Electron, Win10, UWP

I have been following Microsoft's adventure on HTML5/Javascript based desktop UIs for a while – actually, did participate on the journey while working for Microsoft back in 2003 on a Microsoft POC project codenamed IceFace which was doing something akin of websockets (using a proprietary ActiveX and doing low level TCP from it) and something akin of an HTA application. In the recent years, I was watching when they announced WinRT and one of the programming models being HTML5/Javascript; also watched with awe as they failed to penetrate the world with WinJS Tutorial ; than when UWP enabled using HTML5/Javascript as one of the technologies to use. So when I heard last year they tackle this area again, I didn't have high hopes.


I was wrong. They actually listened to the people – yes, they misinterpreted what they want the first few (?) times, and lost their expected leadership in the desktop app segment (which were quickly eaten into by the HTML5 hybrid applications), but at last they stopped fighting the inevitable.


Why do I say this? Next to the bridges Microsoft announced and later opensourced (centennial for desktop app, the later cancelled bridge for Android applications, the bridges for hosted web applications, for iOS applications and for Silverlight applications) Microsoft sneaked in an announcement: Electron applications for the Windows Store . Using Centennial technologies (so no registry or file system is used, and the application is running on full speed, but still running in a sandbox) you are able to 'compile' your Electron application to a Windows Store AppX (either for the external application store or the internal one). Moreover – using NodeRT (which can be downloaded through npm, and does some crazy magic of generating node.js native addon's C++ code using C# reflection over WinMD manifest files) you are able to access the same WinRT/UWP APIs like any other native application would do – see Showing Native Windows Notifications from Electron Using NodeRT for details.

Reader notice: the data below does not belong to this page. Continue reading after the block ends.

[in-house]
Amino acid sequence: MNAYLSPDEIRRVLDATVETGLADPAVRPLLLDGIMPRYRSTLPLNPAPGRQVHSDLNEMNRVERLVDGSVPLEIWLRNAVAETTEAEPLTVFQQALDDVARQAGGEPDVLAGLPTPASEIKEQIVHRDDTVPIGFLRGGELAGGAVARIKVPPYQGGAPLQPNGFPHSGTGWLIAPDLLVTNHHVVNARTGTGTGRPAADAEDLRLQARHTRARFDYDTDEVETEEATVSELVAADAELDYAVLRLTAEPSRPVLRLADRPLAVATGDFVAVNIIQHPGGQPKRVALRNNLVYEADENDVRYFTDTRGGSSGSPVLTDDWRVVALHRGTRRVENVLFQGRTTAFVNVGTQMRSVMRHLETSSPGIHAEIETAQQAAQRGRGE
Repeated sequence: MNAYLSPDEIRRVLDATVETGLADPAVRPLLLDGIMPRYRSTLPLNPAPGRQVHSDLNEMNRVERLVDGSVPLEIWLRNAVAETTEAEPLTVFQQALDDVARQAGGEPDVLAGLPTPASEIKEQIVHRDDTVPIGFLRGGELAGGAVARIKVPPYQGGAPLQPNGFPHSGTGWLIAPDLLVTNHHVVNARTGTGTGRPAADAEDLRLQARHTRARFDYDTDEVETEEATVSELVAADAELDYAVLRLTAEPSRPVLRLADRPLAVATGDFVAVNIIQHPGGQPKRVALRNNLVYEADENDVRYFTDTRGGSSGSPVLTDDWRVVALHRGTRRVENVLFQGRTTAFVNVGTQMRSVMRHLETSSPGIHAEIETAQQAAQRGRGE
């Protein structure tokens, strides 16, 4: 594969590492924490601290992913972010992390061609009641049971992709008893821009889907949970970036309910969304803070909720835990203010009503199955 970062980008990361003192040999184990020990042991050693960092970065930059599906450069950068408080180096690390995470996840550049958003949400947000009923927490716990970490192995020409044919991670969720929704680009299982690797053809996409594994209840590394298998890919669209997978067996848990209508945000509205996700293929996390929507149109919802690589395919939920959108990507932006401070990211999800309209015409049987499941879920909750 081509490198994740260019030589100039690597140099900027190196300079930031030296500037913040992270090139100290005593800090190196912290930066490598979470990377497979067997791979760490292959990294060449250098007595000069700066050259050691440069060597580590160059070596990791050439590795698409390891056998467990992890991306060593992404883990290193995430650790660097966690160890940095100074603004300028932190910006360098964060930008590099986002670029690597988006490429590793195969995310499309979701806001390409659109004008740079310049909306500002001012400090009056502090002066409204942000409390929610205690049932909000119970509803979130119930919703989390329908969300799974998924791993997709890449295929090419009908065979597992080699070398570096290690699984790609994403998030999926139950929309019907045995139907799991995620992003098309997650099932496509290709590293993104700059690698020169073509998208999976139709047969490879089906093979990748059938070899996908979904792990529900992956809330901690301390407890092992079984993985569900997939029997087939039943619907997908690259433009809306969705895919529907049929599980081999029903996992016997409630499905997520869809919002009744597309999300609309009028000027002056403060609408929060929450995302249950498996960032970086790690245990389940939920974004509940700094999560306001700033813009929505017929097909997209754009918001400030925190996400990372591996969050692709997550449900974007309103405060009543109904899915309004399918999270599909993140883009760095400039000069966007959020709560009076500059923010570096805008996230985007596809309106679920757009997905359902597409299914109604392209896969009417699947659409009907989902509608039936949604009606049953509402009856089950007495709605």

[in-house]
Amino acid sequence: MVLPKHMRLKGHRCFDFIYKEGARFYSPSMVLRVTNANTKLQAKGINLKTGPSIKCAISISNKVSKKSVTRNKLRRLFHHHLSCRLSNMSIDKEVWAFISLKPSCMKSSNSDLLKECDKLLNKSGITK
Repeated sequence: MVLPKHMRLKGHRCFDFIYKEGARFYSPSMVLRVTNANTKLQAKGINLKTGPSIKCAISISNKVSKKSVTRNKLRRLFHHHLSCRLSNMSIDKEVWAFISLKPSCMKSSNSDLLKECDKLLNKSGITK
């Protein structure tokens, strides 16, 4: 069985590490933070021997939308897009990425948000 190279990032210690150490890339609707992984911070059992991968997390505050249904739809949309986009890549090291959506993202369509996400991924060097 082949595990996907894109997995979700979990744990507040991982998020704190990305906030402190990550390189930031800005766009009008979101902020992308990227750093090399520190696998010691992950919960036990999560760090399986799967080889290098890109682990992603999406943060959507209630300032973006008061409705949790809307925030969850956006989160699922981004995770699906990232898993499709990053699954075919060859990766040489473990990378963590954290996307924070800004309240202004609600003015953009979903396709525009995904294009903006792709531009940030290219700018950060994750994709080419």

This easily enabled applications do interaction with the native Windows experience, like setting the lockscreen image from JavaScript (TypeScript):


const {KnownFolders} = require('windows.storage')

const {LockScreen} = require('windows.system.userprofile')

myFolder.getFileAsync('image.jpg', (err, file) => {

  LockScreen.setImageFileAsync(file, (err) => { })



Or popping up a toast using https://github.com/felixrieseberg/electron-windows-notifications :


const appId = 'electron-windows-notifications'

const {ToastNotification} = require('electron-windows-notifications')


let notification = new ToastNotification({

    appId: appId,

    template: `<toast><visual><binding template="ToastText01"><text id="1">%s</text></binding></visual></toast>`,

    strings: ['Hi!']



notification.on('dismissed', () => console.log('Dismissed!'))



So yes, Windows 10 migration for some of the applications and firms might be far ahead, but I think we would be prepared. We are still to see how they will tackle the issues regards Electron security sandbox, but I feel like this time Microsoft might be just naturally doing what was expected from them for a long time, and we can see others stepping into the same direction with getting on the Electron bandwagon.

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